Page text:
Now you're harder to love when all I have is time well paid

At times the truth has big blue eyes
and looking into them will make me wise
and now I'm wise

Figure it out when signs are wrong, don't hold on
Figure it out when shades of grey get in your way
Figure it out and leave your heart alone - itself is all it's ever known
Figure it out in time

Learning the fact that right now the best thing that I have got
is my potential me, I have to redefine my gain and loss
Numbness you can't ignore which stares you in the face each day
Let go of answers now and let these questions guide your way

At times the truth has big blue eyes
and looking into them will make you wise
and now your wise

Figure it out when signs are wrong, don't hold on
Figure it out when shades of grey get in your way
Figure it out and leave your heart alone - itself is all it's ever known
Figure it out in time

Keeping motion let love's potion overtake you
Throw your fear out let it wear out all you have
Rhyme or reason, not this season, hot wind blows you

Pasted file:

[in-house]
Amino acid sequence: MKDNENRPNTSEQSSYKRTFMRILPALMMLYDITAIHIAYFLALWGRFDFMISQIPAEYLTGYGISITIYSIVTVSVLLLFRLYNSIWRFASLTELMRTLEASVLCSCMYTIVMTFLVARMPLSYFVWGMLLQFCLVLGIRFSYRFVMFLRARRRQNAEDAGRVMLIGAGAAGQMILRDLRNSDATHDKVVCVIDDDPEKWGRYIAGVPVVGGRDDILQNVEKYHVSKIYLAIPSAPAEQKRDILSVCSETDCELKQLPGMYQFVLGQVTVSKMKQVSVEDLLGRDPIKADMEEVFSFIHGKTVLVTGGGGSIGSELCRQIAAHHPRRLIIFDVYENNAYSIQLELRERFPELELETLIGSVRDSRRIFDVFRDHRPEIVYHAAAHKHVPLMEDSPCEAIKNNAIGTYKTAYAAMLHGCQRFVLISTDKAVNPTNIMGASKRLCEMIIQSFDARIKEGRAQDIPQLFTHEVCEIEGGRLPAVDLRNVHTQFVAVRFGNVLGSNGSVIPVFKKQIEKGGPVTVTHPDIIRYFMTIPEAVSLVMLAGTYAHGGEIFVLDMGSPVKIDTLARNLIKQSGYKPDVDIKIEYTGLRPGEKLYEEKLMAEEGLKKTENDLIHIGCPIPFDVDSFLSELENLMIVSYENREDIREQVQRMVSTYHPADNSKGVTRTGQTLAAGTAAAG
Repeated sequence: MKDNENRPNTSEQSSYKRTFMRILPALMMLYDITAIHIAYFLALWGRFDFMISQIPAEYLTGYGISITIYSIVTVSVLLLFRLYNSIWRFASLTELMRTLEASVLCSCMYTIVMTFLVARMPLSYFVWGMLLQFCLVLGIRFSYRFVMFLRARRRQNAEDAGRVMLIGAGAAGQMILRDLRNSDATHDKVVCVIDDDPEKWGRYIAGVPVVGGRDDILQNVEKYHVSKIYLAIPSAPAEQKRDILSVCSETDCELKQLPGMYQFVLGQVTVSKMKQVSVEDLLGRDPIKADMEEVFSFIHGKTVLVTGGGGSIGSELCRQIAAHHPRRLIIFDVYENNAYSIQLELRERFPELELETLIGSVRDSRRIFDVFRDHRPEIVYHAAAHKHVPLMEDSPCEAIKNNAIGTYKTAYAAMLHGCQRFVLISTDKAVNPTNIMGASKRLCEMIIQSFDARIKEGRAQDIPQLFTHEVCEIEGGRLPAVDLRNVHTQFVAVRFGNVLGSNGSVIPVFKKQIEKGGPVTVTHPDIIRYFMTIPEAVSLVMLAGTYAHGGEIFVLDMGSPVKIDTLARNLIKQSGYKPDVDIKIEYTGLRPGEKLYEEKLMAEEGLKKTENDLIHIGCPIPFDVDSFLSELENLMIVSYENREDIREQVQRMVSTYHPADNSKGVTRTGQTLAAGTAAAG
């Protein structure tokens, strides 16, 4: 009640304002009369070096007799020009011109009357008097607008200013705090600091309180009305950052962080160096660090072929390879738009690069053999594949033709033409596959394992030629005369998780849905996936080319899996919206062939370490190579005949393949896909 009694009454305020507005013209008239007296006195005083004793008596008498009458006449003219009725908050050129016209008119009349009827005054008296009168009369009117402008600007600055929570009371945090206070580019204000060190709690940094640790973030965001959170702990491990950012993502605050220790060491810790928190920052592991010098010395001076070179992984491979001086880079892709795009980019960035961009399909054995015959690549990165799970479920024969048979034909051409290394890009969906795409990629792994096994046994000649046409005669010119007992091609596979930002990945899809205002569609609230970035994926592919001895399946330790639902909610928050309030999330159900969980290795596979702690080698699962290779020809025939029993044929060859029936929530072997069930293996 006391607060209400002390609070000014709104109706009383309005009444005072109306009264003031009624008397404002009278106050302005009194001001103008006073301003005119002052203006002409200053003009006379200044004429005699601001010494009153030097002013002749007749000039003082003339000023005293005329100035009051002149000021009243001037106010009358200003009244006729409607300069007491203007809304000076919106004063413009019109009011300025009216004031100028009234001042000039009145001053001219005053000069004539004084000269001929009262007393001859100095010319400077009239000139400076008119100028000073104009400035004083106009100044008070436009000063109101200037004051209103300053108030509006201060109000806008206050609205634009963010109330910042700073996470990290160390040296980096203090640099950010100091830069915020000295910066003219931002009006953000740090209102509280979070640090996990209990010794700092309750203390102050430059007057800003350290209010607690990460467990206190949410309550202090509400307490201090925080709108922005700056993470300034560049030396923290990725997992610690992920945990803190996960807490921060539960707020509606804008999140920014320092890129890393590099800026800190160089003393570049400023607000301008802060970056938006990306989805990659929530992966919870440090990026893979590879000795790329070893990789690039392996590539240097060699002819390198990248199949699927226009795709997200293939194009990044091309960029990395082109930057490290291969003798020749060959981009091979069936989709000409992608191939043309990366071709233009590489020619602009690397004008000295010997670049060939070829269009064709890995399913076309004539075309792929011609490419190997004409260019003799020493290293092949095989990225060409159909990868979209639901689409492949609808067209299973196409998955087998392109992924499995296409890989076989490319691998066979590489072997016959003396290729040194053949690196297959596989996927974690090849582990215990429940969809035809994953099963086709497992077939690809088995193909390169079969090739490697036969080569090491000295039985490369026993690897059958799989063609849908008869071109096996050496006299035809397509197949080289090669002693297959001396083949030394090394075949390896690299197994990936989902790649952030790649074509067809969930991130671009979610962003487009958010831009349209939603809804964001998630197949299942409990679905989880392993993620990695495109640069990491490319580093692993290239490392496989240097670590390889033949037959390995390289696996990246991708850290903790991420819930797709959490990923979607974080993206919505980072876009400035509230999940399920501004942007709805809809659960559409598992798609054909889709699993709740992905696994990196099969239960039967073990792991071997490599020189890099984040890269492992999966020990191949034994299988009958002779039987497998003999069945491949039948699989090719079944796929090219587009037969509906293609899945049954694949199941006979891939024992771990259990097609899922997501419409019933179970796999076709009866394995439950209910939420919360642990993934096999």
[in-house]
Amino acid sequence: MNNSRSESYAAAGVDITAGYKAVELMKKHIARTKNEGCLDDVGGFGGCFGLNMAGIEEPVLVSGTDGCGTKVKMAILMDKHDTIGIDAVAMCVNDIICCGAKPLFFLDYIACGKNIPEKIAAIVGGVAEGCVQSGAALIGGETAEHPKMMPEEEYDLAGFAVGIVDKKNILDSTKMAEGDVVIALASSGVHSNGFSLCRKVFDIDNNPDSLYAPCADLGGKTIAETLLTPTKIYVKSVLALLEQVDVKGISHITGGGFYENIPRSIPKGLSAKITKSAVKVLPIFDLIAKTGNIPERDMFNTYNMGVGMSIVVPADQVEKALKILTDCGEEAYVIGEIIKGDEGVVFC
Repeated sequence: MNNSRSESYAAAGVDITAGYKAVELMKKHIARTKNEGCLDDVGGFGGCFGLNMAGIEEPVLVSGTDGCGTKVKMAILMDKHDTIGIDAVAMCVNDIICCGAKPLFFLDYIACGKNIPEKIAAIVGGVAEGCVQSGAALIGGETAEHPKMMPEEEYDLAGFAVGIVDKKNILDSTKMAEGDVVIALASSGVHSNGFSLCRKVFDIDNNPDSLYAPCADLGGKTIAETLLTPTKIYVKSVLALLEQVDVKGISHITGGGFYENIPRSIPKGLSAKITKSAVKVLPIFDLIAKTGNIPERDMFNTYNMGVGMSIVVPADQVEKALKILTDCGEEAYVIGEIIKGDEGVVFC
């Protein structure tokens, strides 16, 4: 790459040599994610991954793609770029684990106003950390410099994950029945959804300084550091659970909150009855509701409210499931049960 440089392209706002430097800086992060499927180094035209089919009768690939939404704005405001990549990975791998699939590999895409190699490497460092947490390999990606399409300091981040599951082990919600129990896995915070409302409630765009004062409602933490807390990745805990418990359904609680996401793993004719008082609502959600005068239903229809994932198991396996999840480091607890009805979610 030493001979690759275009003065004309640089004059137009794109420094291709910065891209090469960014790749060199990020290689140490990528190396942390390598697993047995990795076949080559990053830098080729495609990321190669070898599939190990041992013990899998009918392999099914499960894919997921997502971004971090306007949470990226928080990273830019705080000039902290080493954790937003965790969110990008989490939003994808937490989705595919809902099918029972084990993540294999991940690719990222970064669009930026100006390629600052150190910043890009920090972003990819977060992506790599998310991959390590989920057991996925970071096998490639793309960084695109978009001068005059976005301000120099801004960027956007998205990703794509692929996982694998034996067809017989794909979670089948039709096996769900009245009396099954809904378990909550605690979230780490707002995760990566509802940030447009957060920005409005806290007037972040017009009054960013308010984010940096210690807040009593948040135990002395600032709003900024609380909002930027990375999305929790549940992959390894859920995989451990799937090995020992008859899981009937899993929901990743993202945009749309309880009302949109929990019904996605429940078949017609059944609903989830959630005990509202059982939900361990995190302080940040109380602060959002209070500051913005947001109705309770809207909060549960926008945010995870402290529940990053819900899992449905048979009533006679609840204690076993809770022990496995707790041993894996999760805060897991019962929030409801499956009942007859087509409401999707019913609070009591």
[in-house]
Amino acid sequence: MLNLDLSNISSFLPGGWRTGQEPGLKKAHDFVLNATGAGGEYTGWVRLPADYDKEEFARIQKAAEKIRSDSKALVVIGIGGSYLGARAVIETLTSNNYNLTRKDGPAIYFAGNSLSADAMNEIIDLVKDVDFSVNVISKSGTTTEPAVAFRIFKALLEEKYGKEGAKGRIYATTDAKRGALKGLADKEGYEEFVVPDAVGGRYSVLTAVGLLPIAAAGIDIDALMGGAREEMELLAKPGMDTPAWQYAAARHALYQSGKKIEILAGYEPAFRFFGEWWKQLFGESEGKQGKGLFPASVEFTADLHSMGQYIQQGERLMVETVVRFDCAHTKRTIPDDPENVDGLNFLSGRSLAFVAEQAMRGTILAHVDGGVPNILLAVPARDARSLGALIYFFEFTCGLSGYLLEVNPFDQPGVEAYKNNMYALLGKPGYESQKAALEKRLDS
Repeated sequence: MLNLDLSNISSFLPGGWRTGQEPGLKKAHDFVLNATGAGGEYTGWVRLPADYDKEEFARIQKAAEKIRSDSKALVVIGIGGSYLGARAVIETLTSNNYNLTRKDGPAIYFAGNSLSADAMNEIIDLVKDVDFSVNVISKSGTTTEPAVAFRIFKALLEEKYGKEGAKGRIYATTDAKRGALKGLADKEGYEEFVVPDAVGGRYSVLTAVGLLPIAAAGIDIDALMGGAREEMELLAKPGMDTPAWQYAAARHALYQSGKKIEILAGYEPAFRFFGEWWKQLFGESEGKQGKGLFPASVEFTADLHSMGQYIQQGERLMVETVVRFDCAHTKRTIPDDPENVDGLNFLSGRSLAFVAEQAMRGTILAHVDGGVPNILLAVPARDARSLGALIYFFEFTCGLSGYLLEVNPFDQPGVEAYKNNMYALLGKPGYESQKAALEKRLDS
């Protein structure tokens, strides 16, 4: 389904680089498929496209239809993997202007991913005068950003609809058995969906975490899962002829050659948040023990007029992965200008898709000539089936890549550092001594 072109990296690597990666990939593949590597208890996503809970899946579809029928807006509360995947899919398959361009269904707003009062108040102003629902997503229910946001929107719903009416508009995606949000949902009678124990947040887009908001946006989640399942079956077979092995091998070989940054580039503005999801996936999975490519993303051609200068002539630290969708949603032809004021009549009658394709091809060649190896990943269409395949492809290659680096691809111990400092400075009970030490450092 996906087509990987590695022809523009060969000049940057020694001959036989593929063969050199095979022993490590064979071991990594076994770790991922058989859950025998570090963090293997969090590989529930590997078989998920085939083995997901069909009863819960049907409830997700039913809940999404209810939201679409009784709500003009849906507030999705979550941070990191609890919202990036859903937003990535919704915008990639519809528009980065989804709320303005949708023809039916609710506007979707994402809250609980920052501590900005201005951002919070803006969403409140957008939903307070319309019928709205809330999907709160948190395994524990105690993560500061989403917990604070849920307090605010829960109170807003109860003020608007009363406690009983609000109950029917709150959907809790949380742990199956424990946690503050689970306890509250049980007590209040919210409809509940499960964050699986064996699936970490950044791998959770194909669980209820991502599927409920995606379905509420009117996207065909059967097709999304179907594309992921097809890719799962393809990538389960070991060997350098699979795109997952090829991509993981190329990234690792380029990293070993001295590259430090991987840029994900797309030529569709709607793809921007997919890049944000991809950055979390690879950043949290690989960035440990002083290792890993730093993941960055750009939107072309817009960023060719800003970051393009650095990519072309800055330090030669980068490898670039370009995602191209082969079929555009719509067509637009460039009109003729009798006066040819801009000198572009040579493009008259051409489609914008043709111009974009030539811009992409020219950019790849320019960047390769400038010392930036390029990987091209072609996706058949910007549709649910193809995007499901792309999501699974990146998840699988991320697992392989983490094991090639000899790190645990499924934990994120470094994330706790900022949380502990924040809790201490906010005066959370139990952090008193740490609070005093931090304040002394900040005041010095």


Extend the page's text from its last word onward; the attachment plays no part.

Fire water earth or air?

Figure it out when signs are wrong, don't hold on
Figure it out when shades of grey get in your way
Figure it out and leave your heart alone - itself is all it's ever known
Figure it out in time

And When I Lose

Written By: Calley Bliss

And When I Lose your love
I won't be lost for want
the time is right for loss
and beauty grows it's dark

And when I lose sight of
my itching fear, all's lost
a scratch that burns then runs
don't blow it out, grow up

And when you feel the grass on your feet
Find the anchor, hold on

And when I lose the sun
the rest will all be done
the earth and stone of us
a tide that brings me home...


Pigeonholed - Debut LP, 2010
The City - single, 2007

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Set List

Always tailored to each specific performance, chosen from the following:

All Mine (Calley Bliss)
Take It (Calley Bliss)
And When I Lose (Calley Bliss)
Figure It Out (Calley Bliss)
Run (Calley Bliss)
Silence (Calley Bliss)
Questions (Calley Bliss)
Replacements (Calley Bliss)
When (Calley Bliss)
Just Squeeze Me (Jazz Standard)
Killing Me Softly (Roberta Flack)
God Bless the Child (Spiritual)
Without You (Lizz Wright)
I Wanna Get Married (Nellie McKay)